There Are Some Things You Just Don’t Do On A Plane. Judge And Prepare To Be Judged!

This is just rude. I understand that some people aren’t familiar with Western customs, and should perhaps be forgiven for that, like the gentleman I once saw at the breakfast buffet at a Westin in his bathrobe (and nothing else).

However there’s a place where I think we have to draw a line and reject cultural relativism. Here it is.

You don’t actually believe that stuff the airline tells you about their planes being thoroughly sanitized between flights – in the 240 seconds between when the last flight deplanes and yours started to board – do you?

And what happens when this passenger gets up to use the lavatory? Sure, American Airlines Boeing 737s have sinks that aren’t deep enough and have had a backsplash problem (they adjusted the water pressure down to compensate). But it’s not sink backsplash that’s on the floor.

Then again, we all make errors in judgment on planes from time to time. This actually happened. In real life:

About Gary Leff

Gary Leff is one of the foremost experts in the field of miles, points, and frequent business travel - a topic he has covered since 2002. Co-founder of frequent flyer community, emcee of the Freddie Awards, and named one of the "World's Top Travel Experts" by Conde' Nast Traveler (2010-Present) Gary has been a guest on most major news media, profiled in several top print publications, and published broadly on the topic of consumer loyalty. More About Gary »

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  1. A peeve of mine is when someone goes into the lavatory in their SOCKS or BAREFOOT!!! Gross!!!

  2. I’ve never understood how some people act on flights. I spent twenty-five years in the airline industry in ground operations and customer service. The stories I could tell…

    One of my duties was to clean RON and turn flights. There is NO WAY that I would take off my shoes (or SOCKS!!) on an aircraft. Those carpets are cleaned only a few times a year. Sometimes, they are so dirty that they have to be stripped out and replaced. And the floor of a lav?? NO WAY.

    Turn cleaning was usually limited to grabbing visible trash and maybe straightening seat belts. We just weren’t given the time to do anything else, especially at line stations.

    Advice: Never stick your hand in a seat pocket without looking first. The things we found in them…nightmarish.

  3. Hey Gary just a quick question. Have you heard of the three kings chapel from Goa? It’s more interesting than these stories. Please delete yourself. Thanks. NHK (Tatto ka saudaghar)

  4. Hey, on long hauls, I take my shoes off. I also put airline socks over my socks, and don’t step in lavatory puddles. Double wrapping keeps things kosher.

  5. I am barefoot all season at home or in a hotel. I usually take my shoes off on an airplane. But I put my shoes ON to use the lav. I change my socks before we land, and put my shoes back on. You don’t have to sacrifice comfort on a 10-hour flight, but you have to use your head when it comes to what’s on the floor of the lav. And feet up on the bulkhead? I don’t see the problem. I think people who complain about it are just jealous because they can’t put their feet anywhere.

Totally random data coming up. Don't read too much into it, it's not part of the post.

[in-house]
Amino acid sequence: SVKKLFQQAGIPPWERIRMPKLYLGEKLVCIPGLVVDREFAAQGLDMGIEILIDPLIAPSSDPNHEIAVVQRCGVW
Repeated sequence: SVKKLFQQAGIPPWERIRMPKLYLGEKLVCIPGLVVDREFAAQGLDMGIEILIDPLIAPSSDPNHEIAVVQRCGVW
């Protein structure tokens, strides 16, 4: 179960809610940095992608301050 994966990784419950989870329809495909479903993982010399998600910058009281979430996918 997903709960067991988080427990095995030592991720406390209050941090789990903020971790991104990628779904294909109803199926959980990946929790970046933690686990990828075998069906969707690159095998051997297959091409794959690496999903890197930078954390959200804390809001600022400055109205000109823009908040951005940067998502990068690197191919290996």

6. Yes, I agree; planes are filthy, and anyone that tells you otherwise is just lying. Having been married for over 20 years to an FA, I have heard and seen (in pics) almost everything. I always laugh when I hear how they thoroughly clean the plan after each leg. As you said, they don’t have enough time on the ground.

  7. A comment on the new “sanitizing” procedures: they are a farce. I am disabled and am last off the plane. By the time the aisle chair shows up, the cleaning crew is well into their duties (and sometimes finished). They do nothing more than they did pre-pandemic (which wasn’t much).

    Oh, and be thankful if you are not disabled: we often have to touch places you would prefer not to in planes in order to stabilize ourselves or transfer to the lav.

  8. I’ve always thought that handing out those little antibacterial wipes on planes was a genius way to get your passengers to clean parts of the plane for you.

  9. Gary, why begin this article talking about Western customs, when all incidents depicted are on US airlines? And I can’t tell that anyone depicted is “non-Western”, whatever that means.

  10. @Steve — “I’ve always thought that handing out those little antibacterial wipes on planes was a genius way to get your passengers to clean parts of the plane for you.”

    LOL! That’s Diversity, Equity, and Inclusion for everyone to participate! 😛

  11. OMG, did I see her sniffed it before putting it in front of the vent?! and I fly Air France!!!

  12. While I would never go barefoot (or wear sandals, for safety) the barefoot dude has an impressive sunburn on his lower legs and feet. I can speak from experience that wearing anything on those feet woulda really not felt okay. So yeah, an unsafe (sharp corners/edges) and public floor so therefore unsanitary by definition, but if he keeps them under the seat, I can’t really care.

  13. One of the filthiest things on planes is people putting their shoes on seats… I don’t want to see bare feet either (or smell them), but they’re a whole lot cleaner than shoes. How about everyone just keep their feet to themselves and on the floor. There!

  14. I don’t understand why someone would complain about bare feet. The bottoms of his feet should be a lot cleaner than most people’s shoes. People touch all kinds of stuff with their bare hands, so if he is comfortable bare feet, no problem by me.

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